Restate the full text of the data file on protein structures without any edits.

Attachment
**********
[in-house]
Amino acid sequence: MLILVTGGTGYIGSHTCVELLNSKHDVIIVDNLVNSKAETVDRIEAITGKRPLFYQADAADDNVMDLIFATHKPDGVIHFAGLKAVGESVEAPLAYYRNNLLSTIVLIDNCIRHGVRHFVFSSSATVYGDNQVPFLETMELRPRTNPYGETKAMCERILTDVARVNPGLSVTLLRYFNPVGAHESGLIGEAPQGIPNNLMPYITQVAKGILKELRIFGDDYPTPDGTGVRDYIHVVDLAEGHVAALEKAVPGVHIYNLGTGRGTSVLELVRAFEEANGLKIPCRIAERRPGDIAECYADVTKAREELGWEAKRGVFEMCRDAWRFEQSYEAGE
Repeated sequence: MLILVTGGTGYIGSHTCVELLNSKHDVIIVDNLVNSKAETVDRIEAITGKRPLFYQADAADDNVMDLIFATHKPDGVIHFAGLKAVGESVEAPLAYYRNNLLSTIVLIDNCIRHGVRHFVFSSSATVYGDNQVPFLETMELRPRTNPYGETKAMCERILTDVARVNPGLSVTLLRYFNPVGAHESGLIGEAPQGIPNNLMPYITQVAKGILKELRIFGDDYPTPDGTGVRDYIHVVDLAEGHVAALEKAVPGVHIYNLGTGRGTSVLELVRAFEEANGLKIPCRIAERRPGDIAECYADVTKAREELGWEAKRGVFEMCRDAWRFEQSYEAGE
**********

[in-house]
Amino acid sequence: MLILVTGGTGYIGSHTCVELLNSKHDVIIVDNLVNSKAETVDRIEAITGKRPLFYQADAADDNVMDLIFATHKPDGVIHFAGLKAVGESVEAPLAYYRNNLLSTIVLIDNCIRHGVRHFVFSSSATVYGDNQVPFLETMELRPRTNPYGETKAMCERILTDVARVNPGLSVTLLRYFNPVGAHESGLIGEAPQGIPNNLMPYITQVAKGILKELRIFGDDYPTPDGTGVRDYIHVVDLAEGHVAALEKAVPGVHIYNLGTGRGTSVLELVRAFEEANGLKIPCRIAERRPGDIAECYADVTKAREELGWEAKRGVFEMCRDAWRFEQSYEAGE
Repeated sequence: MLILVTGGTGYIGSHTCVELLNSKHDVIIVDNLVNSKAETVDRIEAITGKRPLFYQADAADDNVMDLIFATHKPDGVIHFAGLKAVGESVEAPLAYYRNNLLSTIVLIDNCIRHGVRHFVFSSSATVYGDNQVPFLETMELRPRTNPYGETKAMCERILTDVARVNPGLSVTLLRYFNPVGAHESGLIGEAPQGIPNNLMPYITQVAKGILKELRIFGDDYPTPDGTGVRDYIHVVDLAEGHVAALEKAVPGVHIYNLGTGRGTSVLELVRAFEEANGLKIPCRIAERRPGDIAECYADVTKAREELGWEAKRGVFEMCRDAWRFEQSYEAGE